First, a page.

2017-05-18 / Pet Tales

Fly the fear-free skies

Andrews McMeel Syndication

Harper’s suitcase contains a couple of bags of food, a soft crate, a blanket and other items to help her feel at home wherever she goes. Harper’s suitcase contains a couple of bags of food, a soft crate, a blanket and other items to help her feel at home wherever she goes. My dog Harper has been on at least 10 flights in her nine years, but most were no longer than three hours. Now we are facing a long-haul flight of 10 hours for an upcoming trip to France. Even for intrepid dogs like Harper, flying can be stressful, so I’m planning ahead to make sure everything goes as smoothly and comfortably as possible. These tips may help you, too, if you’ll be flying with your dog or cat this summer.

I started by asking my Pet Connection veterinary partner Dr. Marty Becker, founder of the Fear Free initiative, what advice he has for people flying with pets in the cabin, especially if it’s for the first time. He says making sure a pet is comfortable being in a carrier is job one.

Your dog’s crate or carrier should be her happy place. If it’s not already, start by leaving it out in a conspicuous area in your home. Let your dog investigate it at her own pace. Encourage exploration by tossing a favorite toy or treats inside for her to find. Any time you see your dog inside the carrier, praise her and hand out a couple more treats. Feed meals inside the carrier to create an even stronger positive association.

You can also use pheromone products to help your dog feel at ease inside the carrier, both at home and during the flight.

“Pheromone sprays and wipes contain a substance that mimics the calming pheromones that mother dogs produce after giving birth,” Dr. Becker says. “It’s a chemical communication processed by the vomeronasal organ rather than the olfactory pathway. Your dog may recognize it and associate it with a feeling of security.”

What should you look for in a carrier? An important consideration is that it must fit beneath the seat in front of you with your dog inside it. If possible, take it to the airport well before your trip and make sure it fits in the luggage sizers located near the check-in area.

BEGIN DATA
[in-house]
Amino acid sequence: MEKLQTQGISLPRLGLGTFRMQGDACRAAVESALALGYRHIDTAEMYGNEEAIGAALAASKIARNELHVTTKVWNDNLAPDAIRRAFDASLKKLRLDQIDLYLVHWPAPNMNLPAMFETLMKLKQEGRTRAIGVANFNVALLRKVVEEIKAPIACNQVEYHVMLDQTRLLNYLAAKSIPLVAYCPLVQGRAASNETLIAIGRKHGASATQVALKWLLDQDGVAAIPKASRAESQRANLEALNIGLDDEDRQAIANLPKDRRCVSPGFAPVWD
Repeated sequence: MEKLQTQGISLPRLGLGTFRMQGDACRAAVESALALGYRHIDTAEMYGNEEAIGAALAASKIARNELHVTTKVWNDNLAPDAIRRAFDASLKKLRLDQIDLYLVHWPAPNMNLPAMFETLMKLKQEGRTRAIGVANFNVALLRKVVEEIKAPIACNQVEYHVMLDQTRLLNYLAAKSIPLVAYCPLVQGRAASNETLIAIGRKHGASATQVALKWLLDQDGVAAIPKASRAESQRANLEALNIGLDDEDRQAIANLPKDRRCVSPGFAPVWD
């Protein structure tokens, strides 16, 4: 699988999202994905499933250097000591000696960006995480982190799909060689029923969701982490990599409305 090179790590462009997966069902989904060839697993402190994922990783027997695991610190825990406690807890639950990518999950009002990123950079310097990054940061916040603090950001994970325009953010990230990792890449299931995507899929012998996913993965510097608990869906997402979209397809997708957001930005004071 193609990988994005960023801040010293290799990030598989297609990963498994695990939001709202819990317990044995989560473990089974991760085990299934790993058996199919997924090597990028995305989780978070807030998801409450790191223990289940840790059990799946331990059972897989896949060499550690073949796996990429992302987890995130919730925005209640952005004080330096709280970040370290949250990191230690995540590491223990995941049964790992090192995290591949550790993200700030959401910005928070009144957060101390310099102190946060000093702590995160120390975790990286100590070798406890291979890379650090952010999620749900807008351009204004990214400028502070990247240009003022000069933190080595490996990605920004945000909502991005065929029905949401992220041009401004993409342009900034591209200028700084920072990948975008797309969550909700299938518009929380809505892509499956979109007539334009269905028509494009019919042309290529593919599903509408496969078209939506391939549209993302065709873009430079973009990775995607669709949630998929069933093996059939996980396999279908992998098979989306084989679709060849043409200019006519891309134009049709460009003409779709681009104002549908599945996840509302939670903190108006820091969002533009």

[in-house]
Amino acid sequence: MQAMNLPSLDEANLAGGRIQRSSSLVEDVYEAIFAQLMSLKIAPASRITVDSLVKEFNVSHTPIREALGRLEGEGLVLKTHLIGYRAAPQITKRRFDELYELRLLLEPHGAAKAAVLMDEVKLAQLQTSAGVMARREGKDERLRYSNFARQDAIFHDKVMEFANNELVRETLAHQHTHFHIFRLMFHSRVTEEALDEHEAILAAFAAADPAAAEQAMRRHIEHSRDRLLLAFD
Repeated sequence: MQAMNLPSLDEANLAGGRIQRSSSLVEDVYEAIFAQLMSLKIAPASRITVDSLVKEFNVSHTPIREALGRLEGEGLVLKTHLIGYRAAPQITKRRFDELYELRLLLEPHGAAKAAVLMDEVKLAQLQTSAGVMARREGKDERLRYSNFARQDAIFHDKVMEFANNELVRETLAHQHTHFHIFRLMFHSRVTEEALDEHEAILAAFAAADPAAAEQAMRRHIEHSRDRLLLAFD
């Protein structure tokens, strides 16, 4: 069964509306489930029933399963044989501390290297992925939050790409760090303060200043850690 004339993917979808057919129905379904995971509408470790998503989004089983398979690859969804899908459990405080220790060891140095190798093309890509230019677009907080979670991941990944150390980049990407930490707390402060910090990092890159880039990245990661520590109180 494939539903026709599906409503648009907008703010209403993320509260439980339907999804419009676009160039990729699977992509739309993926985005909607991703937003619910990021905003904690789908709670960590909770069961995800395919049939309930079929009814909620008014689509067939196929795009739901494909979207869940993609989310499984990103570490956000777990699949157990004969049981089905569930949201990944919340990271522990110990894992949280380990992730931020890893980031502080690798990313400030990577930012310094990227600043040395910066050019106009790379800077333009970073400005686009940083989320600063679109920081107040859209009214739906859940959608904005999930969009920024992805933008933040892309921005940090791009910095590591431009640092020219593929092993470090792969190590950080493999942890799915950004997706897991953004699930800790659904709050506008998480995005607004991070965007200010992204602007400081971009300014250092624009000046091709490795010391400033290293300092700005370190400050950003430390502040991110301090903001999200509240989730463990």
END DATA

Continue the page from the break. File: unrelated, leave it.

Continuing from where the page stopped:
Harper’s carrier (borrowed from a friend) has wheels and rolls in a stable fashion. Previous wheeled carriers frequently fell over, so test drive it before you get to the airport. This is good practice for your dog to become comfortable in a moving carrier. We also like this carrier because it zips open at the ends and at the top. Harper can easily walk into it or be lifted out of it.

Accessories we’re packing in a carryon bag are a collapsible silicone dog bowl for dinner and breakfast and a water bottle with a bowl that sits on top. Squeeze it and water fills the bowl; release the pressure and the water drains back into the bottle. Wait to fill it with bottled water until you go through security.

Some dogs who suffer from motion sickness may do best flying on an empty stomach. Check with your veterinarian regarding whether this is a good idea, especially if you have a lengthy flight. Kari Puzzullo’s dog Prudence, who recently experienced her first two flights, prefers to have a little food in her stomach.

“On our flight, she started feeling a little sick on takeoff, but we just gave her a little food and she was fine,” Puzzullo says.

Should you give your dog a tranquilizer or sedative? It’s not a good idea.

“Drugs can have different effects at altitude,” Dr. Becker says. “Sedatives and tranquilizers can affect equilibrium and blood pressure, especially in snubnosed dogs. Ask your veterinarian about other products that can help your dog stay calm without those side effects.”

Bon voyage! ¦

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